#Essential Living

Mr. Gunny Bag [and other tricks for kids]

February 19, 2019

Has family life become more complicated now?  There are so many how-to parenting books to read or on audiobooks.  I wonder . . . do Moms actually put these ideas into practice, or does it make us feel better just knowing someone has been there and survived parenthood.  Is there a magic pill that makes everything easier?  I really would like to know if you have read and applied principles or advice from an author.

As the youngest in my family, I didn't do any babysitting - only once when I was 15 to help a couple when they were vacationing.  (Not as sweet as it sounds, and I learned I'm not a Nanny.)  Outside of college Child Development classes, I was pretty clueless.  After motherhood began, I read 3 books.  The first two were Dr. Spock's Baby and Childcare and Toilet Training in Less than a Day.  My first child passed with flying colors.  I still recommend them.

My daughter was a little more strong-willed and luckily I came across the book, The Color Code, which has stood the test of time.  It is founded on personality motives, unlike behavior of other methodologies.  It was such an eye opener for relationships I later I became certified as a Color Code trainer.

Before, my 6-yr-old daughter and I would get into mild power struggles over what to wear and how to do her hair for school.  After reading the Color Code, I started asking, "What do you want to wear?  And how do you want to do your hair?"  Today she is a strikingly beautiful woman and a very cool mom, who has a flair for fashion and is a hair stylist.  She does my hair now and always cringes when she sees her grade school pictures and asks, "Why did you cut my hair that way?!"

Is Motherhood more complicated today?

It was never a challenge to get my children to do their homework.  After school it came first and then they went off to play with friends.  Household chores were rotated and completed.  Bedtime wasn't a circus.  Were we a perfect family?  Of course not.  And still aren't by a long shot.

What has changed?  Mothers working or staying home seem to be frazzled.  So, what is it?

While you're answering that question, I asked mothers:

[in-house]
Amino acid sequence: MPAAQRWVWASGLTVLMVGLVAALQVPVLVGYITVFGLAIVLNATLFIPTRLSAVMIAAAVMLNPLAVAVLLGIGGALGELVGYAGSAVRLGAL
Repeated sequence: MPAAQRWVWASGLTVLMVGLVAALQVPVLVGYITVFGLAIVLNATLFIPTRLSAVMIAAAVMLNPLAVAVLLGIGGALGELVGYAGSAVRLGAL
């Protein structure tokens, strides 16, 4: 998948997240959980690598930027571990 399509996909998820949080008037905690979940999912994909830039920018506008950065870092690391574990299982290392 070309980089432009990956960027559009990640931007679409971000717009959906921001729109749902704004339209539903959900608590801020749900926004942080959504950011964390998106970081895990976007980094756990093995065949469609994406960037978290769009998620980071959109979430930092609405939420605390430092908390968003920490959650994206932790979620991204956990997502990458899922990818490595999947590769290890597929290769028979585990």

What has worked for you in teaching your kiddos good work habits with household chores (including laundry), picking up toys, doing homework and music lessons . . . Here are some responses.

1.  "Nothing."  She's not alone, right?

2.  "Work before you play:  We have the same expectations on a daily basis Monday through Friday.  They know exactly what is expected and what needs to be completed before they can do what they want.  We also have the same expectations with some variance depending upon need for the weekend/Saturday - they can complete the same things prior to Saturday if they have other things going on, but still expected to be done.  

Of course there are always exceptions depending on activities (sometime no time) and after school sports changes the timing, but not the expectation.  It’s worked really well for us.  They are self-motivated for the most part. I rarely have to say much - still some complaining from time to time - but they are kids so that’s expected, too.  It still gets done."

3.  "My first-grader loves a sticker chart.  After filling up a row, she can do a sleepover with one of her siblings, on the guest room bed or whatever."

4.  "I have this paper roller in our laundry room because it seemed like everyone "did that chore last week".  We have two laundry rooms - 1 up and 1 downstairs.  Their bedrooms are on the second level, so they are responsible to get their own laundry done and put away.  We also had to start adding whose week it was to ride in the middle car seat!"

Okay ladies . . . Is your house always a mess?  And you aren't okay with it?  Meet Mr. Gunny Bag!  I heard about him when I was in a mother's co-op group for pre-schoolers called Joy School, created by Richard and Linda Eyre.

As an empty pillowcase he's harmless enough . . . until hunger strikes!  He makes random appearances and loves to gobble up any toys or clothes left lying around and cries when there is nothing to eat.  On Saturday he comes back to regurgitate the "stuff".  Anything left over gets donated or discarded.  

Need a new strategy?  Try this!
And sing, or whistle, while you work.

Change it up and have fun.

Feel free to comment on what works for you.  We're all ears.


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